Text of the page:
This month we asked Dave Cooke, a UCS senior vehicles analyst, to set the record straight on the status of US automakers. Cooke, who has a PhD in physics from the University of California, Berkeley, is the author of the new report, “In Need of a U-Turn: Automakers’ History of Intransigence and Opportunity for Change.”

Read more here.

Dave Cooke is a senior vehicles analyst in the Clean Vehicles Program, specializing in both light- and heavy-duty fuel economy.  He conducts research on fuel efficiency technologies and the implications for oil consumption and greenhouse gas emissions across the transportation sector. Dr. Cooke received his Ph.D. in condensed matter physics in 2010 from the University of California, Berkeley.  Prior to this, he received his BS in physics from Harvey Mudd College in 2002 and his MS in physics from the University of California, San Diego in 2004.

ALSO OF POTENTIAL INTEREST

University of Minnesota makes long-term commitment to clean energy

By Frank Jossi, Midwest Energy News

By next year more than 20 percent of the electricity needs of the University of Minnesota will be powered by renewable energy. Over the course of the last several months, the university has inked a 10-year subscription to a new green tariff program developed by Xcel Energy. It joins a list of clean energy investments that includes a much bigger deal to purchase power from four community solar gardens for a combined total of 24.5 megawatts (MW) and construction on its own 2.25-MW solar program. Continue reading.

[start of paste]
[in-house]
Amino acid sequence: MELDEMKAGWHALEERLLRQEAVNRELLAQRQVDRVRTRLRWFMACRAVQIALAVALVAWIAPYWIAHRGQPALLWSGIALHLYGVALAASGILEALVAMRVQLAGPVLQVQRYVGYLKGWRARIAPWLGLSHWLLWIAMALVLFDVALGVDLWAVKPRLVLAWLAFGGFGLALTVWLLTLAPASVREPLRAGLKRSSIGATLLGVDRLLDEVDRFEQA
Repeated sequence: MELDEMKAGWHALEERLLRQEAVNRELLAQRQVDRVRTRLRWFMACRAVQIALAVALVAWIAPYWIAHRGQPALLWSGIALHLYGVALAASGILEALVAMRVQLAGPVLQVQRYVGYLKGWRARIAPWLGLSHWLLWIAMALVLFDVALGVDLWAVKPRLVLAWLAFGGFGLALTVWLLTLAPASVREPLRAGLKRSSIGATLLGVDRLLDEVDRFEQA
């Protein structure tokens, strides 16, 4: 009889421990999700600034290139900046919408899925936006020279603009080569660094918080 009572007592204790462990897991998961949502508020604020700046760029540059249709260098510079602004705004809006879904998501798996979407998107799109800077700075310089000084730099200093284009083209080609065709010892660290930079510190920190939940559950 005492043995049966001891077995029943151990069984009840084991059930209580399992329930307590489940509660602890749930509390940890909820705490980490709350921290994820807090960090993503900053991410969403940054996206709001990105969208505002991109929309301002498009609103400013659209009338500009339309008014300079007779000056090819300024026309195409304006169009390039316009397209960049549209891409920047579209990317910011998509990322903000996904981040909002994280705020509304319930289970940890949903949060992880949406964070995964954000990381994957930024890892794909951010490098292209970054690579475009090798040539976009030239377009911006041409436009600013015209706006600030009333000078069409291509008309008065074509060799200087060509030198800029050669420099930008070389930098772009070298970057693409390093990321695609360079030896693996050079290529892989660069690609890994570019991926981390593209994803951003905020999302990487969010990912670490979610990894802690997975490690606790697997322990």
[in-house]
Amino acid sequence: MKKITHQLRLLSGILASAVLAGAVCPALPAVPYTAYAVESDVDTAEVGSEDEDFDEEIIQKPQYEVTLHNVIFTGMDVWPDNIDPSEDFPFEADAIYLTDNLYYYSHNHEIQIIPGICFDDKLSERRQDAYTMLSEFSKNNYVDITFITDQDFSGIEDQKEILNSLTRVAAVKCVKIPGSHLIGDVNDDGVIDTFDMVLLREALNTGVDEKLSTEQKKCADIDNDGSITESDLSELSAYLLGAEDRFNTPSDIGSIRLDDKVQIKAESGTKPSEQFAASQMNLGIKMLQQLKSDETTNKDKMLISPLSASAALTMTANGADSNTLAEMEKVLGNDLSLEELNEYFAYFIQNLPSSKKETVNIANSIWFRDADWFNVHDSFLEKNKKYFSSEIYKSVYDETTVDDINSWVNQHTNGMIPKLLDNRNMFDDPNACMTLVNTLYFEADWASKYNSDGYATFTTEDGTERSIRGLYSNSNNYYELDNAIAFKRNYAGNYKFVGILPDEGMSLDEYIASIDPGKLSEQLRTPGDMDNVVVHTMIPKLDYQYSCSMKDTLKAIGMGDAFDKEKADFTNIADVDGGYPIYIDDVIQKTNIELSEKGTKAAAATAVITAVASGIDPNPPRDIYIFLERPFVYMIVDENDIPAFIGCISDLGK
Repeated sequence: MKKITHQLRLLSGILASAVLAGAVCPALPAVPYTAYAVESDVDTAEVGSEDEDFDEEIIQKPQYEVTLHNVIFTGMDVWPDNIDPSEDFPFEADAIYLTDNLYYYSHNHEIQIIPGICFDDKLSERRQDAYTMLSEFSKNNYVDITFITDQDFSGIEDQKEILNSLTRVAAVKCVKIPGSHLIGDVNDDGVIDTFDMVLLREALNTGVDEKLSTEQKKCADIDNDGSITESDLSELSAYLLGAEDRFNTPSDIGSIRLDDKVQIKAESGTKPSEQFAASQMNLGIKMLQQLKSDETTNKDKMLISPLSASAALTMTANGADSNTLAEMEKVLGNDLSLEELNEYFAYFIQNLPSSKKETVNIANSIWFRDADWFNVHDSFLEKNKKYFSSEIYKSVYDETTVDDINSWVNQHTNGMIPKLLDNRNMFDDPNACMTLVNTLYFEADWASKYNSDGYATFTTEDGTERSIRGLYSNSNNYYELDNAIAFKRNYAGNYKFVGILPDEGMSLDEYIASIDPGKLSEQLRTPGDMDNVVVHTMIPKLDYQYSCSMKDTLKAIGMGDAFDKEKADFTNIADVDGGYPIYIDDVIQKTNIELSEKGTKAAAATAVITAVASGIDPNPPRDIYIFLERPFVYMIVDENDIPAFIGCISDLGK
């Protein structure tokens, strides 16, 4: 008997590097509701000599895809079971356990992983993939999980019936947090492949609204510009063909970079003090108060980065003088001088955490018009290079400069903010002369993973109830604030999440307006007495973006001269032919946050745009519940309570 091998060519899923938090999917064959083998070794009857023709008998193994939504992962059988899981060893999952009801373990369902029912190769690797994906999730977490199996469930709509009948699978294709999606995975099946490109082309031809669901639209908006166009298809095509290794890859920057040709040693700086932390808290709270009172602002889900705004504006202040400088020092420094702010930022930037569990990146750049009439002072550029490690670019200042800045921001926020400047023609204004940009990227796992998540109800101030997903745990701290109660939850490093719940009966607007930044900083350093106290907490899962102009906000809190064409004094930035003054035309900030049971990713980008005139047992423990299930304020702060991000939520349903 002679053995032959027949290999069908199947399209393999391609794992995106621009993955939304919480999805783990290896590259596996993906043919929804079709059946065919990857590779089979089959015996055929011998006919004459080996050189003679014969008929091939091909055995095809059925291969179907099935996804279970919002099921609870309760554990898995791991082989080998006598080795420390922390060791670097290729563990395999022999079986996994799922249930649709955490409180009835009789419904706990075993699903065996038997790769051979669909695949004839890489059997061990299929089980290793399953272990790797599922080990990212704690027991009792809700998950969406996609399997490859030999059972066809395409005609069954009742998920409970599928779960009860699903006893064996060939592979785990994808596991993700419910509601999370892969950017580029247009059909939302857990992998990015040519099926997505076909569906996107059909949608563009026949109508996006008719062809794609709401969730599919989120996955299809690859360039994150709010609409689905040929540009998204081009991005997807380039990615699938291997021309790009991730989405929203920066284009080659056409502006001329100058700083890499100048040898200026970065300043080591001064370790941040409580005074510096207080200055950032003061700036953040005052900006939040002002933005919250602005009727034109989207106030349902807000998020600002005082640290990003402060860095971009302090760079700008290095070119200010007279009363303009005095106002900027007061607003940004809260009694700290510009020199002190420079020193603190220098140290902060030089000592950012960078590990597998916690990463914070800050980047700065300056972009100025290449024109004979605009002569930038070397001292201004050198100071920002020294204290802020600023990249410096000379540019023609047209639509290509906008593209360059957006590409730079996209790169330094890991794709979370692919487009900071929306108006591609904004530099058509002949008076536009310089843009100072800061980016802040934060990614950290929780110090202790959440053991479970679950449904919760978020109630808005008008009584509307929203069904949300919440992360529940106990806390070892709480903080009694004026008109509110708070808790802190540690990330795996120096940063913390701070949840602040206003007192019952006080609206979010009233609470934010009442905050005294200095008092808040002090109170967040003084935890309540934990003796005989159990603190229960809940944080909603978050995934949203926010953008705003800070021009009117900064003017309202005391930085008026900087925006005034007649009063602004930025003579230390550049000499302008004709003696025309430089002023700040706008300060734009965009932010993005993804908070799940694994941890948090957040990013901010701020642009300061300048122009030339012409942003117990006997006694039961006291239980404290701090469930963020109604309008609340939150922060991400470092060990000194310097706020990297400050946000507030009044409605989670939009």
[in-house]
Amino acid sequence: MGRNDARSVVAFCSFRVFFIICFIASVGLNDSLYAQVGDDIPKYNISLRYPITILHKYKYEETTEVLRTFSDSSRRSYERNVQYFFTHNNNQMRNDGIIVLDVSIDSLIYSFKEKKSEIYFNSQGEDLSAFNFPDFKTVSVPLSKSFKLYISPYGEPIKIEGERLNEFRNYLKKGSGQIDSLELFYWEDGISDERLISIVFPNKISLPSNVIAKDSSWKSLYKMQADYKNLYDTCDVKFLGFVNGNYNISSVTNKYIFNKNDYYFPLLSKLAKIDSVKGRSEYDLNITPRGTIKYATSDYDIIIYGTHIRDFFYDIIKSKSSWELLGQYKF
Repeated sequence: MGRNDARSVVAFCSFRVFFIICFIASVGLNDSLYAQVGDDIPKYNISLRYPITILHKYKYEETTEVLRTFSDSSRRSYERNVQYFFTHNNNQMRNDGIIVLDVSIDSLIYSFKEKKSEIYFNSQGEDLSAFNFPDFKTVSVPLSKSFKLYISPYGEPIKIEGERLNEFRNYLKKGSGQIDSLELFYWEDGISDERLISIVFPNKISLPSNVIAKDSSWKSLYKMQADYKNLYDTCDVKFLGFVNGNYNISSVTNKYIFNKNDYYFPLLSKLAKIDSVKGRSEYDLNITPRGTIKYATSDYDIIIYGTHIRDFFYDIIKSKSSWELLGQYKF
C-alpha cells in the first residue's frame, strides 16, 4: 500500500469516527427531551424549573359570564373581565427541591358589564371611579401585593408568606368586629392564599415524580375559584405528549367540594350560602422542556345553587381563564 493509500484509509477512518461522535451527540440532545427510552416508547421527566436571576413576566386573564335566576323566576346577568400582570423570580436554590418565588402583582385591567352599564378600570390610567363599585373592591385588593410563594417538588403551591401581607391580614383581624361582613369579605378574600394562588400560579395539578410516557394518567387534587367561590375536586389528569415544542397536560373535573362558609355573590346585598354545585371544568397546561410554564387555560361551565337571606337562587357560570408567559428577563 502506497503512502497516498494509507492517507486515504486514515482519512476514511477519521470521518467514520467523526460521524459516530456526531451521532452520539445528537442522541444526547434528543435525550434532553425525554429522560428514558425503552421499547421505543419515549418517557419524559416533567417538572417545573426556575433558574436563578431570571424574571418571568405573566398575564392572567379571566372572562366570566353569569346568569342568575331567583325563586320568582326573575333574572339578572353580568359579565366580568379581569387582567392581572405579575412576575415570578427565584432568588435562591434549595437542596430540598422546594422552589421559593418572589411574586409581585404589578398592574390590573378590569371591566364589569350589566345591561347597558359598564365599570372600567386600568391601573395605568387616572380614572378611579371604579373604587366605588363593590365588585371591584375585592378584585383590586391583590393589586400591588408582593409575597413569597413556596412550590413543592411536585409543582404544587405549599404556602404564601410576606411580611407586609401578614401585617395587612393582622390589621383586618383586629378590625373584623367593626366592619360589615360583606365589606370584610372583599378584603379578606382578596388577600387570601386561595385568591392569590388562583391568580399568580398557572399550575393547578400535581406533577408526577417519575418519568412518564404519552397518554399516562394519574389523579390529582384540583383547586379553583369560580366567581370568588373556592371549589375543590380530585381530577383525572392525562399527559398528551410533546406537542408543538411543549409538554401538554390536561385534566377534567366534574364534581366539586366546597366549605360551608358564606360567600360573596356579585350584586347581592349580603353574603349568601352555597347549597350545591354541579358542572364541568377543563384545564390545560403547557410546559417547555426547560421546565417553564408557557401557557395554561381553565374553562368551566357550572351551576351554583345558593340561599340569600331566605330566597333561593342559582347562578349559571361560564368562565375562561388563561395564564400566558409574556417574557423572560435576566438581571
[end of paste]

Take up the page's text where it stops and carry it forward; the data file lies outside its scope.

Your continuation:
Image: Solar array on the University of Minnesota campus.

ALSO IN THE NEWS

AMERICAN WIND ENERGY ASSOCIATION MESSAGE TO THE NATION

It’s a wrap: Best moments from the first #AmericanWindWeek

Déjà Vu as Co-ops Lead in Satisfaction

By Michael W. Kahn
National Rural Electric Cooperative Association

Strong showings from electric cooperatives, as well as greater satisfaction among all electric consumers, are among the highlights of a new J.D. Power report. The firm’s 2017 Electric Utility Residential Customer Satisfaction Study shows several co-ops with top-of-the-chart scores besting many investor-owned and municipal utilities. Read more here.

Facts from NRECA’s Website on Cooperatives and Renewable Energy

  • Electric cooperatives across the country are actively expanding their future portfolios to include an array of renewable energy
  • Currently, 95% of NRECA’s distribution members offer renewable options to 40 million Americans
  • Co-ops own nearly 1.3 GW of renewable capacity and have long-term power purchase agreements (PPAs) for more than 7.3 GW – in addition to roughly 10 GW of preference power contracts with federal hydroelectric facilities.

Solar Deployment and Co-Op Solar

  • By the end of 2017, the total solar energy capacity of America’s electric cooperatives will be five times what it was two years ago.
  • This year, co-ops are on pace to add 480 MW of solar, which would bring their total capacity to 872 MW. This more than quadruples the 180 MW reached in 2015 and represents a 20-fold increase over the 37 MW capacity in 2010.
  • In addition, over the last two years, cooperatives have expanded their solar footprint from 34 states to 44 states.
  • 133 cooperatives in 30 states offer community solar programs

Q&A: How rural co-ops can help lead the smart grid transition

 Written by David J. Unger, Midwest Energy News

Rural electric cooperatives spread across the U.S. in the 1930s to electrify parts of the country where as many as nine out of ten rural homes lacked electricity. Today, many of those co-ops are building on that legacy by deploying an advanced, 21st-century version of the electricity distribution systems they brought to farms decades ago. In some cases, rural America is seeing the smart grid arrive at their doorstep well before their urban and suburban counterparts. As the newly elected, two-year-term president of the National Rural Electric Cooperative Association (NRECA), Phil Carson has a bird’s-eye view of grid modernization efforts underway in rural America. Continue reading.